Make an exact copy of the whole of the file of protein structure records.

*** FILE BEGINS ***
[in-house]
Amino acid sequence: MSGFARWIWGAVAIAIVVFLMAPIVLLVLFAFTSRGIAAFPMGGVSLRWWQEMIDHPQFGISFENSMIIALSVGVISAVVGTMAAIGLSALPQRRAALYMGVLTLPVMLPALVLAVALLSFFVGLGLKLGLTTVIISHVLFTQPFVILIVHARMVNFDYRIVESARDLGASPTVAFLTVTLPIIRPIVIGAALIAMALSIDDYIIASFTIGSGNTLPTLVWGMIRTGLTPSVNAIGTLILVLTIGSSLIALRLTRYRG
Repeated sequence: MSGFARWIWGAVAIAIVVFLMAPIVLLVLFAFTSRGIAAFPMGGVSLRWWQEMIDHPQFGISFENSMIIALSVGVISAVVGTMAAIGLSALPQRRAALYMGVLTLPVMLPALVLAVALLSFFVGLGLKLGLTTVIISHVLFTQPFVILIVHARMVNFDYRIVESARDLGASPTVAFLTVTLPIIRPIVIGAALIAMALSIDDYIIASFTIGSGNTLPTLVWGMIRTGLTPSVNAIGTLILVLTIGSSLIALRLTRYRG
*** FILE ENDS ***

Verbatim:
[in-house]
Amino acid sequence: MSGFARWIWGAVAIAIVVFLMAPIVLLVLFAFTSRGIAAFPMGGVSLRWWQEMIDHPQFGISFENSMIIALSVGVISAVVGTMAAIGLSALPQRRAALYMGVLTLPVMLPALVLAVALLSFFVGLGLKLGLTTVIISHVLFTQPFVILIVHARMVNFDYRIVESARDLGASPTVAFLTVTLPIIRPIVIGAALIAMALSIDDYIIASFTIGSGNTLPTLVWGMIRTGLTPSVNAIGTLILVLTIGSSLIALRLTRYRG
Repeated sequence: MSGFARWIWGAVAIAIVVFLMAPIVLLVLFAFTSRGIAAFPMGGVSLRWWQEMIDHPQFGISFENSMIIALSVGVISAVVGTMAAIGLSALPQRRAALYMGVLTLPVMLPALVLAVALLSFFVGLGLKLGLTTVIISHVLFTQPFVILIVHARMVNFDYRIVESARDLGASPTVAFLTVTLPIIRPIVIGAALIAMALSIDDYIIASFTIGSGNTLPTLVWGMIRTGLTPSVNAIGTLILVLTIGSSLIALRLTRYRG